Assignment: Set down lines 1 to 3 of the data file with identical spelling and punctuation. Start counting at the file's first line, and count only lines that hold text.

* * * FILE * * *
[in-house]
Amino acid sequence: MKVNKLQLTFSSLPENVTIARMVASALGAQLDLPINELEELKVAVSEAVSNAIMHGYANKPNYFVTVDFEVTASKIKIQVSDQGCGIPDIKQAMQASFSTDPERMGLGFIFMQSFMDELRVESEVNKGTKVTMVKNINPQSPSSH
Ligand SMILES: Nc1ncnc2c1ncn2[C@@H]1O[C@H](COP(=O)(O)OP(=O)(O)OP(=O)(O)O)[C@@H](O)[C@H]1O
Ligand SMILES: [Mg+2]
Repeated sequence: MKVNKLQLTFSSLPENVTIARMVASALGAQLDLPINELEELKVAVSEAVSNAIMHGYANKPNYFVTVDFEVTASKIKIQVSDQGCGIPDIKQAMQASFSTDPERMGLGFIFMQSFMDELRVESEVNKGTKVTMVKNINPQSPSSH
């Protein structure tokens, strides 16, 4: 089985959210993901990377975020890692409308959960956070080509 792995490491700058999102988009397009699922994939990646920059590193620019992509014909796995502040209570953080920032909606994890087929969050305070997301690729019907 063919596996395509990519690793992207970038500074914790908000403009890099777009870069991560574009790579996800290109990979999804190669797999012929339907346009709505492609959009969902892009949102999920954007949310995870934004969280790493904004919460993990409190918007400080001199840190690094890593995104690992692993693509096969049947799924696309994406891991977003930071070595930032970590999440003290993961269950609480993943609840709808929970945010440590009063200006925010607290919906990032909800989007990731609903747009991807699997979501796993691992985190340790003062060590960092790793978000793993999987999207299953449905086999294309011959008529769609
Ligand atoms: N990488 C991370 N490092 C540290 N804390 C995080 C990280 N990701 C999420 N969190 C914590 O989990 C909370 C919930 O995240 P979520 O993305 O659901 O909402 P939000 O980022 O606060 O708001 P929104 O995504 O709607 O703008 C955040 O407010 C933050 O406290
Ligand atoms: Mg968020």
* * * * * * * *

[in-house]
Amino acid sequence: MKVNKLQLTFSSLPENVTIARMVASALGAQLDLPINELEELKVAVSEAVSNAIMHGYANKPNYFVTVDFEVTASKIKIQVSDQGCGIPDIKQAMQASFSTDPERMGLGFIFMQSFMDELRVESEVNKGTKVTMVKNINPQSPSSH
Ligand SMILES: Nc1ncnc2c1ncn2[C@@H]1O[C@H](COP(=O)(O)OP(=O)(O)OP(=O)(O)O)[C@@H](O)[C@H]1O